Coming back with its first album in three years, pop-punk all-star All Time Low is taking almost no chances on its new album, Wake Up, Sunshine. Released Friday, the latest record shows pop-punk sweetheart and lead vocalist Alex Gaskarth in the same place fans left him, even if the album’s beginning teases at something new.
The first song on Wake Up, Sunshine, “Some Kind of Disaster,” presents a sound that is unlike what the band has previously released on albums like 2017’s Last Young Renegade and 2015’s Future Hearts. With a slowly introduced drum and a reverbed vocal, this song intentionally and gently “wakes up” fans for the energetic listening experience ahead of them. Unique to this song, Gaskarth’s even vocal tones heavily emulate the power of Green Day’s Billie Joe Armstrong, a resemblance that’s especially prominent in the singer’s belts at the end of lyrical phrases.
“Some Kind of Disaster” proves to be one of the strongest songs on the album, which declines in freshness by the second track, “Sleeping In.” This follow-up was co-written with Dr. Luke, the infamous producer whom Kesha accused of sexual and emotional abuse in 2014. The case between Kesha and Dr. Luke has continued into 2020, and although this is the only song All Time Low and Dr. Luke collaborated on for Wake Up, Sunshine, the producer’s ongoing legal battles make his work on this album too close for comfort.
To the credit of the other artists who contributed to the song, “Sleeping In” paints a cozy picture of early morning Britney Spears listening sessions and lazily calling out of work. The song is a sweet recalling of stretched-out mornings, including the oh-so relatable lyrics “Postmates and dirty laundry.” At times, however, the vocal mixing doesn’t exactly hit its target, sounding disjointed with awkward echoes.
The production quality is highest on songs that feature other artists, such as “Monsters” featuring blackbear and “Favorite Place” featuring the Band CAMINO. On “Monsters,” Gaskarth’s vocals successfully meet the mark that the rest of Wake Up, Sunshine occasionally misses. Blackbear sounds pointed and controlled, resulting in one of the best songs on the record.
It becomes clear that one of the reasons these songs stand out so positively is that they offer something new: Featured vocalists ultimately bring a taste of originality that the rest of this release falls short of delivering.
Even though the band has been around for more than a decade, it’s hard to pinpoint any real moments of growth for All Time Low. The band released its best material before 2014, with a few gems on Future Hearts, but seemed to reach a plateau after riding those years of popularity. In short, All Time Low has been releasing the same material for more than a decade, and it’s difficult to grow when you’re never stretching too far away from home base.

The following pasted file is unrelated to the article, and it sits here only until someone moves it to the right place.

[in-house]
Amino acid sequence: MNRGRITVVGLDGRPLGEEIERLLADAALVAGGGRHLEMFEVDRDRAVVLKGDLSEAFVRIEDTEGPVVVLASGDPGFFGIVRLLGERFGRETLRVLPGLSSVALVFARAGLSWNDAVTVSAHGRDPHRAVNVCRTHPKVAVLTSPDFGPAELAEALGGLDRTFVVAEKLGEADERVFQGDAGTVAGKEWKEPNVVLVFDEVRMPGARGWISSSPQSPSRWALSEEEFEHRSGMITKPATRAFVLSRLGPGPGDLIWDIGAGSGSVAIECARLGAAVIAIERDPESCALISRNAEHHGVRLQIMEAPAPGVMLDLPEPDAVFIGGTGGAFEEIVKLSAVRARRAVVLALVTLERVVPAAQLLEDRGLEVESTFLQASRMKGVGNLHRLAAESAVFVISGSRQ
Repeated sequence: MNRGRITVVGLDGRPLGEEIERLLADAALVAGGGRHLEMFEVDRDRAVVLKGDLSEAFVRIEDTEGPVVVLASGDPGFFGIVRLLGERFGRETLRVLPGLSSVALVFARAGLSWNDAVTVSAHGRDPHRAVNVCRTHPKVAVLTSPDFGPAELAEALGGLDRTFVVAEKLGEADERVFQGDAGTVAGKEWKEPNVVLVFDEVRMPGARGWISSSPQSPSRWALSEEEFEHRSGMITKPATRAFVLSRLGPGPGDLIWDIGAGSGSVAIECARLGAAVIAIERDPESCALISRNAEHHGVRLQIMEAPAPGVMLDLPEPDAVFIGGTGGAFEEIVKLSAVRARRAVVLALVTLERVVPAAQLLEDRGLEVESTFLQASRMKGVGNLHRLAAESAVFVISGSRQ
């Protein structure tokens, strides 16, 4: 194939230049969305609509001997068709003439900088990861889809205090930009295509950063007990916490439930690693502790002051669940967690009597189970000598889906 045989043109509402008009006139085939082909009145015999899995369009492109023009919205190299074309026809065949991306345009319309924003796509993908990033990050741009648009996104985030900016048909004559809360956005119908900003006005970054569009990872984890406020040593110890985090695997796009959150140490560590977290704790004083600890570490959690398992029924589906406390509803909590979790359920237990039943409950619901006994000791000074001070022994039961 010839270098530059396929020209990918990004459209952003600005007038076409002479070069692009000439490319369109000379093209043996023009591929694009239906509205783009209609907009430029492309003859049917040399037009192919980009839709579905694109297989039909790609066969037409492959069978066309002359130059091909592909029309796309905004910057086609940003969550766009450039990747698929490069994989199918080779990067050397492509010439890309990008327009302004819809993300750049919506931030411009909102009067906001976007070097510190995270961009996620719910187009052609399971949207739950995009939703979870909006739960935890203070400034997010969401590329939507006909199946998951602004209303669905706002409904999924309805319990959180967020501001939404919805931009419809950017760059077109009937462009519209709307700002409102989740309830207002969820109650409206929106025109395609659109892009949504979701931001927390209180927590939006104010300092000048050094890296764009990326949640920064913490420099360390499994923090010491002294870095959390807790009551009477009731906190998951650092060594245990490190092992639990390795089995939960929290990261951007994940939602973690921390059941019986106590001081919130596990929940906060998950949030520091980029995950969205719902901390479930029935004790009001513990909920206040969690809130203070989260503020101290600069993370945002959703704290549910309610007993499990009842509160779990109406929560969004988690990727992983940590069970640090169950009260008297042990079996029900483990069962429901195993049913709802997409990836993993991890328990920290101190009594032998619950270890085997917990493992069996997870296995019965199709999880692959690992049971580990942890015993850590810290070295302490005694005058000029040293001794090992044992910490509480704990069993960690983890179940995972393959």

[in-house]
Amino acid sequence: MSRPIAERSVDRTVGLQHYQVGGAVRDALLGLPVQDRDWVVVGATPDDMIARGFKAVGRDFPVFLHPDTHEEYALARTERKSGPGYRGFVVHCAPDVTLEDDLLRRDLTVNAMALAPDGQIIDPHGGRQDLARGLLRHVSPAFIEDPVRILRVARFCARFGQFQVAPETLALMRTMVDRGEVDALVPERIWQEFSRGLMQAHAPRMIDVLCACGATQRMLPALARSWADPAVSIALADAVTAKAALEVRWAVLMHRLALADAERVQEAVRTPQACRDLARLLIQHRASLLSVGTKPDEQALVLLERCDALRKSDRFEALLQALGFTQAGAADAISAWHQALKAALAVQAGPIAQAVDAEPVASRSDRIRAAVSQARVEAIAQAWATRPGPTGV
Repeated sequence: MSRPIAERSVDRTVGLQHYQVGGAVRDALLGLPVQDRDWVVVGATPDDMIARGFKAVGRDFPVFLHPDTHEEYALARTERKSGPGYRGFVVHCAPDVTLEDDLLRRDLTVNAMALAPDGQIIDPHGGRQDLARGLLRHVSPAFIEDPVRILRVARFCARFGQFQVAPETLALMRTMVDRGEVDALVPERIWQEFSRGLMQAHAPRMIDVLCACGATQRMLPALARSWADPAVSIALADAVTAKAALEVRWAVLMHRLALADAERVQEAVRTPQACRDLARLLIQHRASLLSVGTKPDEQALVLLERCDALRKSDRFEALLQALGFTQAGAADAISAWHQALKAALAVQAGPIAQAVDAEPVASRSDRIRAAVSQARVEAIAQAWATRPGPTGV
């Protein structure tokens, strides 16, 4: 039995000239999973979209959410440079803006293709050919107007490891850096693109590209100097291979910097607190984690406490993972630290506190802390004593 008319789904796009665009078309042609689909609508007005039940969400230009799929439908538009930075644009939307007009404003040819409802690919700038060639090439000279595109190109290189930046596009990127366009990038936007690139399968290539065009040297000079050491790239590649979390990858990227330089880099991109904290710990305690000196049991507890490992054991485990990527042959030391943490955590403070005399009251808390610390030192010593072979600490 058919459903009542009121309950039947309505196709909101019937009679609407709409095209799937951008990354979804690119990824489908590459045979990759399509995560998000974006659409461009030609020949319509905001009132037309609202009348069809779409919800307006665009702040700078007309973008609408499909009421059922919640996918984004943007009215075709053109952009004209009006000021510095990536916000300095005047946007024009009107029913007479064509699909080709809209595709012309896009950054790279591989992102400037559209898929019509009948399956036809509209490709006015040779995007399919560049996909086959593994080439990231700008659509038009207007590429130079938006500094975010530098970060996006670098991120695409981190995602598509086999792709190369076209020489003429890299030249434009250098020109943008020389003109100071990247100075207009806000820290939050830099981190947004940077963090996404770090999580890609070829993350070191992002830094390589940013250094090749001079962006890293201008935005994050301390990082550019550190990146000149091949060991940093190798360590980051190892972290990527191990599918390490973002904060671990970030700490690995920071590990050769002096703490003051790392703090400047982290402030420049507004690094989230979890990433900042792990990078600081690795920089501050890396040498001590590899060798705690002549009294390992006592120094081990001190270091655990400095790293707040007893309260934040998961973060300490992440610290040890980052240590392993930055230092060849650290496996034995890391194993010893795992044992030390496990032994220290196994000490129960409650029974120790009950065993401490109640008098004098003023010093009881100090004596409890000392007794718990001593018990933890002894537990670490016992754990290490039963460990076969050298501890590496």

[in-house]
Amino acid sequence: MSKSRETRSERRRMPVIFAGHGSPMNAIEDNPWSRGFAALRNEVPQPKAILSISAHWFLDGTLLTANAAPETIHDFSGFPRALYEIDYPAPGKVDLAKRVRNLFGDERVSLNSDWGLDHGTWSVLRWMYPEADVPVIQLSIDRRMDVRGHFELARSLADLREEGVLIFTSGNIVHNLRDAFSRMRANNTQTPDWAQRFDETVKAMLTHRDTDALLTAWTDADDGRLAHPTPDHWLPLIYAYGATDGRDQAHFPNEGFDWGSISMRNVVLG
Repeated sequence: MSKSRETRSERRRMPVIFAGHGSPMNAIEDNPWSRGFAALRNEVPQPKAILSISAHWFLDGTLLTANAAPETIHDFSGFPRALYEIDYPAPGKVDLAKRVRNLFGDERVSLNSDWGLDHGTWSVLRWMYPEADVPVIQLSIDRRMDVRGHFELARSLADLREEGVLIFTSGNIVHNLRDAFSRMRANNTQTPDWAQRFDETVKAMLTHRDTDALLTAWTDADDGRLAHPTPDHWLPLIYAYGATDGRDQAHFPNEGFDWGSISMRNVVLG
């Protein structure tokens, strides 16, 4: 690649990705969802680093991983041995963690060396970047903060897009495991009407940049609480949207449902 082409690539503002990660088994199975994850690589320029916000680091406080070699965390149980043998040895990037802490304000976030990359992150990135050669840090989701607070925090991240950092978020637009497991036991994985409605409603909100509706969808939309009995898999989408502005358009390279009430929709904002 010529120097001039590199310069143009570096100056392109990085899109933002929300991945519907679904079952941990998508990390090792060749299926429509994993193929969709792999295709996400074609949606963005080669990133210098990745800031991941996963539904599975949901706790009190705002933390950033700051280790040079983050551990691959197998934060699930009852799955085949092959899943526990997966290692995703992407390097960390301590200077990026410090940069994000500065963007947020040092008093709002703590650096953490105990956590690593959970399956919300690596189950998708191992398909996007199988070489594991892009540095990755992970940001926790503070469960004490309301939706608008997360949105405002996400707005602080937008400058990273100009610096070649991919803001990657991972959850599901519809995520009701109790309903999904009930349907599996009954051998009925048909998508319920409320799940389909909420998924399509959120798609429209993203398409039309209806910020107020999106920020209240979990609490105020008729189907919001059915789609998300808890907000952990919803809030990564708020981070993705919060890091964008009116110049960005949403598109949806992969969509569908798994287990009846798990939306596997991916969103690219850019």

“Pretty Venom (Interlude)” is one of the newest-sounding songs the album has to offer. None of the band’s previous albums have included interludes or transitional tracks, but this song’s slowed-down nature and bare production introduce a new style that the band would benefit from exploring more. The quickly cascading melodies and abrupt drum entrances create an interesting contrast to Gaskarth’s sleepy vocals.
The originality continues and ends with “Safe,” which pulls and mixes inspiration from ’80s ballad styles and soft rock. The dynamics of the pre-chorus and bridge sections give the song an extra edge, diverting from the typical pop-punk style the band has always clung to. The songs on Wake Up, Sunshine that do hold true to this style aren’t bad, they just sound progressively more generic as the band stays stagnant.
“Summer Daze (Seasons, Pt. 2),” for example, is a lighthearted track that will almost definitely be a hit at live shows. Listening to the album on shuffle at home, however, presents a different listening atmosphere that this album may not cater toward, as many of the songs blend together after several listens.
In terms of songwriting, production quality and instrumental performance, All Time Low is what All Time Low has always been. The album occasionally touches on more mature, vulnerable subjects, but the band still grips onto the ounces of goofiness that have characterized it since 2003. While the immaturity and laid-back attitude have always been endearing for the group, it’s getting tired. It’s time for All Time Low to try just a little bit harder to act its age.